mini break 2010 - lodging

Whether you want to stay in a classy and fancy hotel or slum it up in a hostel, I recommend the same thing: visit trip advisorvirtual tourist, or other similar sites for reviews. It's just as important to look at reviews for the 4-star places because if you're paying top dollar, you want to know you're getting what you pay for. On trip advisor, you can look up a city and it will list all of the hotels, hostels, b&b places, etc. (depending on your search filters) and will even show the rank of the hotel and list the "Top Deals" and popular places where people felt they definitely got more than what they paid for. They even show what the average room prices are (if the information is available) so you can remain conscious of your budget as you browse.

For this trip, we wanted to remain budget conscious but we also weren't willing or mentally prepared to sacrifice our comfort to sleep in hostels, so we decided to look for reasonably priced rooms in decent places.

Here's what we ended up booking:
Dublin - Anchor Guest House - €75 per night (or about $97 USD)
Paris - Hotel de L'Avre - €87 per night (or about $112 USD)
London - Hotel Meridiana - £54 per night (or about $85 USD)
Amsterdam - Hotel Washington - €75 per night (or about $97 USD)

Our biggest requirements of all of our lodging stemmed from location and accessibility. We didn't want to be too far from the public transportation networks and if possible, we wanted to be in good, touristy neighborhoods where the sites would be easy to find. For our London lodging, we tried to choose a place that was as close to our airport bus stop as possible (more on airport bus transportation later). Our Paris hotel is within walking distance of the Eiffel Tower and within 1 block of two different metro stops. And, though we found out that one or two of these places had shared bathrooms, the reviews reassured us that they were clean and usable, so we wasn't going to be too picky, especially considering the prices (which we view to be v. reasonable).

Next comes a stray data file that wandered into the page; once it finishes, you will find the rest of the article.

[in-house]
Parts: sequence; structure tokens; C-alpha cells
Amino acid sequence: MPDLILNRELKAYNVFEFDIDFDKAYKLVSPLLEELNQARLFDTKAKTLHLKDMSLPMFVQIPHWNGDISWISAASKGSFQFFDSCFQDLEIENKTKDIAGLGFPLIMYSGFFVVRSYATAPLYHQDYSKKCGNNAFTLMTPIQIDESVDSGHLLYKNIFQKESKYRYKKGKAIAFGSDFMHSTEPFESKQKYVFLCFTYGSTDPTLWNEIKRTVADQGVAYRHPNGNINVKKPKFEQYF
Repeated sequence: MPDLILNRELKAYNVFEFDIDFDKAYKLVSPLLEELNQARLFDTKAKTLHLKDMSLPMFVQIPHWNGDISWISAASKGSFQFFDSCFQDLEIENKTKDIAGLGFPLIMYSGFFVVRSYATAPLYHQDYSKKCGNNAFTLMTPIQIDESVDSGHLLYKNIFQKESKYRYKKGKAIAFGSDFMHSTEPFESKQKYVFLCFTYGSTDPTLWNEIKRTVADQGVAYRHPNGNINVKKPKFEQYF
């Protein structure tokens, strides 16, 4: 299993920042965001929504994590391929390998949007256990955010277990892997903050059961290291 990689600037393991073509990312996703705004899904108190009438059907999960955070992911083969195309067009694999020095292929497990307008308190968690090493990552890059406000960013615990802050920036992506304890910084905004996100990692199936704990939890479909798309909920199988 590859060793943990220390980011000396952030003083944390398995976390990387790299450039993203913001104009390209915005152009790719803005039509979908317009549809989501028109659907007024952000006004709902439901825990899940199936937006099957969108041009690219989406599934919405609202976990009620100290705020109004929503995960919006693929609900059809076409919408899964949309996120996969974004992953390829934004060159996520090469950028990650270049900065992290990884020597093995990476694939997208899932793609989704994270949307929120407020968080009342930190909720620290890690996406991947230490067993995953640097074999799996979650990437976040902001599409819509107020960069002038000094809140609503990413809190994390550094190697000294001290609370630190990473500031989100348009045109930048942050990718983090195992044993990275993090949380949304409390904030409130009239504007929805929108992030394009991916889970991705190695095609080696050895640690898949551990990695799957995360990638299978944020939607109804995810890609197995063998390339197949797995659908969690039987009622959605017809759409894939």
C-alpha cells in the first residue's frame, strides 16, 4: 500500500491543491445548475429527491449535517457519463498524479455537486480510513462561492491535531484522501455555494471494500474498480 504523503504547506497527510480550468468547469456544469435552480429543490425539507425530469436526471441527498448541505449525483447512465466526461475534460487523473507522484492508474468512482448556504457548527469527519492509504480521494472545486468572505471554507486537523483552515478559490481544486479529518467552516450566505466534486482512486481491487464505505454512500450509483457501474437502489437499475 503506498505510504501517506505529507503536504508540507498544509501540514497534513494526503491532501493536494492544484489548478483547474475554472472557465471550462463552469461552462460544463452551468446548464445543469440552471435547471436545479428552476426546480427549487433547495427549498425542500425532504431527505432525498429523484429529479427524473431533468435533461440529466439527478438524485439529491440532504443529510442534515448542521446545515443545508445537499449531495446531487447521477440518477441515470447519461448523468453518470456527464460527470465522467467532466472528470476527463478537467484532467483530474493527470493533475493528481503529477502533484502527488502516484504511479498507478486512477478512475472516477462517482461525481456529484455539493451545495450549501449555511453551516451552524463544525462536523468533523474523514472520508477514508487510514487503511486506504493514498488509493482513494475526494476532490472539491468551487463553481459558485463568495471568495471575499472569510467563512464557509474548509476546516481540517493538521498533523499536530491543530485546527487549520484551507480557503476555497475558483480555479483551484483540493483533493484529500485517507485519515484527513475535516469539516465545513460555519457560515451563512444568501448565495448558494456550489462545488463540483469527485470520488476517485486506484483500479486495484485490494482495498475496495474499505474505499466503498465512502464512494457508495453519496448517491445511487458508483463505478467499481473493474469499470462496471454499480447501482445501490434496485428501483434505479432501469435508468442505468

In total, we'll be spending 3 nights in Dublin (1 at the beginning of our trip and 2 at the end) and 2 nights in every other destination. That brought our total to $862.78 for lodging for two people for nine nights abroad, or $431.39 per person.

So far, that puts our total for flights and lodging at $2,288.94 for the both of us, or $1,144,47 per person. I don't know how you might feel about that, but I thought that was really good.

Next up: ground transportation

mini break 2010 - flights

Back in June, I started browsing sites like kayakyapta, and priceline to monitor prices of flights to Europe. I didn't have any specific destinations in mind. I just knew I wanted to get out of the U.S. for a mini break. So after discussing the idea with my beau, we started some real brainstorming.